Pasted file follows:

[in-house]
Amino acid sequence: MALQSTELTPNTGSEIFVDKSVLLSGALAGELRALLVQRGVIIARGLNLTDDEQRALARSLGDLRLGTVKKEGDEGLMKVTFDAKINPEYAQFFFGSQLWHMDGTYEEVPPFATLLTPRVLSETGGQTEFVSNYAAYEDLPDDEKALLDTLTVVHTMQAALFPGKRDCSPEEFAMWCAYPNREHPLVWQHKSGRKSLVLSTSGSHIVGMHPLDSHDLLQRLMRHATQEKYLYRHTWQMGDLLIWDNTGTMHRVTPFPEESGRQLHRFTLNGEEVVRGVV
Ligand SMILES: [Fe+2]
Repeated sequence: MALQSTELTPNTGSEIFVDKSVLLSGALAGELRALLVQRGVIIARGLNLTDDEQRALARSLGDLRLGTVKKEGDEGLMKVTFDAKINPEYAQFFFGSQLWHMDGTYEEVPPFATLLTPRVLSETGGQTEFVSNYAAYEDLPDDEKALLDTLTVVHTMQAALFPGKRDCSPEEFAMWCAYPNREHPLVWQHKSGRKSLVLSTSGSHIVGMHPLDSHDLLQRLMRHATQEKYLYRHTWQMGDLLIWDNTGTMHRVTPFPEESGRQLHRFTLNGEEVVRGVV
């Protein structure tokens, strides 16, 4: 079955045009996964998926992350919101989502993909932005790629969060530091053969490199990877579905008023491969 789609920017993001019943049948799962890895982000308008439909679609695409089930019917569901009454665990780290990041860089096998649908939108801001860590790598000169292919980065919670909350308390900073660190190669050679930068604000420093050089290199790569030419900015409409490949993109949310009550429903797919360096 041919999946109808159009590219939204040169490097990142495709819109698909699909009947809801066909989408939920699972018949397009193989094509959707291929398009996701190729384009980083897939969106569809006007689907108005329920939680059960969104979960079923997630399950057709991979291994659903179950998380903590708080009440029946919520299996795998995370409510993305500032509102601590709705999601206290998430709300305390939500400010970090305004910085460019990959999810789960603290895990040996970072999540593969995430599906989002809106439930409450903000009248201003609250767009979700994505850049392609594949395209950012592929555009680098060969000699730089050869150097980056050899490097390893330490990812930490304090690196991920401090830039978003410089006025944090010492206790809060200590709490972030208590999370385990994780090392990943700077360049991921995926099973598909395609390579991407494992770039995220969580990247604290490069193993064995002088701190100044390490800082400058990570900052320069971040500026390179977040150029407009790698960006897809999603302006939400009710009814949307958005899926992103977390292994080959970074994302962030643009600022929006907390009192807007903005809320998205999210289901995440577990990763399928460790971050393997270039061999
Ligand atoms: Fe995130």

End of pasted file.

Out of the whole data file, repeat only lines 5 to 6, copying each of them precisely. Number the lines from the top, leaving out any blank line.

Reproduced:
């Protein structure tokens, strides 16, 4: 079955045009996964998926992350919101989502993909932005790629969060530091053969490199990877579905008023491969 789609920017993001019943049948799962890895982000308008439909679609695409089930019917569901009454665990780290990041860089096998649908939108801001860590790598000169292919980065919670909350308390900073660190190669050679930068604000420093050089290199790569030419900015409409490949993109949310009550429903797919360096 041919999946109808159009590219939204040169490097990142495709819109698909699909009947809801066909989408939920699972018949397009193989094509959707291929398009996701190729384009980083897939969106569809006007689907108005329920939680059960969104979960079923997630399950057709991979291994659903179950998380903590708080009440029946919520299996795998995370409510993305500032509102601590709705999601206290998430709300305390939500400010970090305004910085460019990959999810789960603290895990040996970072999540593969995430599906989002809106439930409450903000009248201003609250767009979700994505850049392609594949395209950012592929555009680098060969000699730089050869150097980056050899490097390893330490990812930490304090690196991920401090830039978003410089006025944090010492206790809060200590709490972030208590999370385990994780090392990943700077360049991921995926099973598909395609390579991407494992770039995220969580990247604290490069193993064995002088701190100044390490800082400058990570900052320069971040500026390179977040150029407009790698960006897809999603302006939400009710009814949307958005899926992103977390292994080959970074994302962030643009600022929006907390009192807007903005809320998205999210289901995440577990990763399928460790971050393997270039061999
Ligand atoms: Fe995130």